Many users confused by multiplicity of functions on modern gadgets
By Tobias Schormann Jan 8, 2006, 18:49 GMT
Stuttgart - Many of us, and not only the nostalgic, think back to the days when a telephone was just a telephone.
These days a mobile phone seems to be able to do just about anything - take photographs, play games, play back music and act as personal assistant.
But these small technological miracles also have their drawbacks. As they become more advanced they do not necessarily become more user-friendly.
'Modern everyday technology is often too complicated for the average user,' says Ralph Hinderberger, who heads a German association based in Stuttgart that investigates user-friendliness in modern hi-tech.
Hinderberger sees the main problem in what he calls 'featuritis' and describes it as a 'technology disease' that is currently rampant.
'The tendency is for manufacturers to build an increasing number of functions into ever smaller gadgets, and this simply confuses the user,' Hinderberger says.
Mobile phone users are often unable to find the basic applications they want to use because of the complexity of the menus they are confronted with.
This is revealed in a study entitled 'HandyERGO' conducted by the technical college in Gelsenkirchen in Germany in 2004.
In the study, almost two thirds of the more than 1,200 subjects failed to send a simple SMS using a strange mobile phone.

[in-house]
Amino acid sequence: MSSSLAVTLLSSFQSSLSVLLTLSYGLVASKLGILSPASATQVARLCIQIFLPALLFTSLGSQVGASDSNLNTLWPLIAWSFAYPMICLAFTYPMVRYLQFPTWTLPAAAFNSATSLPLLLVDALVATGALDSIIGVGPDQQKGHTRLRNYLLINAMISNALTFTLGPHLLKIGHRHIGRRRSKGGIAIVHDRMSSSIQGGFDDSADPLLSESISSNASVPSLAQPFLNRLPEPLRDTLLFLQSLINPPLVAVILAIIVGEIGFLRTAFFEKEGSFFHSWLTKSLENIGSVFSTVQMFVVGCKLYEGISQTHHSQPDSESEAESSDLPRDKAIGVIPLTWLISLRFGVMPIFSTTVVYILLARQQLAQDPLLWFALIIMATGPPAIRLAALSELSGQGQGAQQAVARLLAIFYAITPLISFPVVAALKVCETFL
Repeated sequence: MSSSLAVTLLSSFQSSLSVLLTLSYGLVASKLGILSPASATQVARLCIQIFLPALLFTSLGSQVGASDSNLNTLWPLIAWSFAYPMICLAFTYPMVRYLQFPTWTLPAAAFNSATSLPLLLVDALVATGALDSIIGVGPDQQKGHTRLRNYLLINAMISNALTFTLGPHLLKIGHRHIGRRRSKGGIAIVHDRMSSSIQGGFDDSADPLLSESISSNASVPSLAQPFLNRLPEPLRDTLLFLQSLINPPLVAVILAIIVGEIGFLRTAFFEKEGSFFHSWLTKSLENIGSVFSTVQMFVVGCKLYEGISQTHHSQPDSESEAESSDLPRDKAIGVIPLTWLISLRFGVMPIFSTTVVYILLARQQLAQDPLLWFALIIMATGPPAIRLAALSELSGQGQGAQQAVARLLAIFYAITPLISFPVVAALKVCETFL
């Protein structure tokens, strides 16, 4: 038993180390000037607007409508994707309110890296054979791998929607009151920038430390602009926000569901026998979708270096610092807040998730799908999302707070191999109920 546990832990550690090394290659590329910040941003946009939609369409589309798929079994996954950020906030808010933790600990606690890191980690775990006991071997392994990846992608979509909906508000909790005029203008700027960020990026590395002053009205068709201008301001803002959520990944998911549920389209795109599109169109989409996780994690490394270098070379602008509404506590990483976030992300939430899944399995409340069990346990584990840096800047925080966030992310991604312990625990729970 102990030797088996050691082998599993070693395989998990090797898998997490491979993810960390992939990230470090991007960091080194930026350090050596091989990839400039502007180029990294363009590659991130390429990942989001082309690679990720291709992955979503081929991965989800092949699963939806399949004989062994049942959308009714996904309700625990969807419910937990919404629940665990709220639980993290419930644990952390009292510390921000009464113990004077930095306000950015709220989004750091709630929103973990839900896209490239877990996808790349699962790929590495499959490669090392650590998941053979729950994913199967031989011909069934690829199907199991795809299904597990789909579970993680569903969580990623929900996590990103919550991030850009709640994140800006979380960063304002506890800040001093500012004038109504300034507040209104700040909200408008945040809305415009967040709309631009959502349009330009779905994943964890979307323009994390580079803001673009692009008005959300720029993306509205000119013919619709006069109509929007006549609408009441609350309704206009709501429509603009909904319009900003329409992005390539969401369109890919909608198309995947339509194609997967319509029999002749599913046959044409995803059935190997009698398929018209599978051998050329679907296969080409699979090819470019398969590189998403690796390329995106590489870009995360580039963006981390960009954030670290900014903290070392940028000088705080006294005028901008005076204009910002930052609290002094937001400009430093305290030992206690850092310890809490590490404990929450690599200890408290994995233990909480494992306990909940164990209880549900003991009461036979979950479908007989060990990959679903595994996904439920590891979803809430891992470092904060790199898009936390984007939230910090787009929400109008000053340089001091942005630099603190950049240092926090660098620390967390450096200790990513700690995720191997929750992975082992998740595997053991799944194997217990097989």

Another researcher in the field, Lothar Muehlbach of the Human Factors Test Centre in Berlin, smiles wearily at slogans like 'simplicity' and 'easy to use'.
He spends his time testing new devices for their usefulness and regularly finds that the designers of new gadgets make mistakes. Manufacturers are constantly seeking to increase the number of functions, but the serviceability of their devices tends to let them down.
Looking at new hi-fi at a recent Berlin trade fair, Muehlbach found it could save the contents of an entire collection of CDs, but the display was so small that it was impossible to read what had been saved.
Muehlbach believes that there is clear evidence that many devices are simply not designed to serve the requirements of the end-user.
'Older people in particular are often overwhelmed by modern devices like the mobile phone,' says Hartmut Wandke, a professor of psychology at Berlin's Humboldt University.
Many younger people also find themselves in a state of confusion and irritation when learning to use a new gadget or trying out a different function than the ones they normally used.
Wandke believes that a user-friendly system should be self- explanatory and intuitive, but the reality is that users of mobiles and digital cameras generally have to work their way through page after page of an unreadable manual and then to configure their new gadget.
Hinderberger believes that manufacturers put additional obstacles in the way of users by retaining specific characteristics in their devices that are different from those made by the competition.
They hope to retain customer loyalty by this means.
Some manufacturers have acknowledged the problem, Hinderberger believes, but a lot remains to be done.
Wandke agrees, but says it is largely up to the user who should look out for user-friendly technology.
When buying your next mobile or digital camera, ask yourself which function you really need, as less is often more in this case.© 2006 dpa - Deutsche Presse-Agentur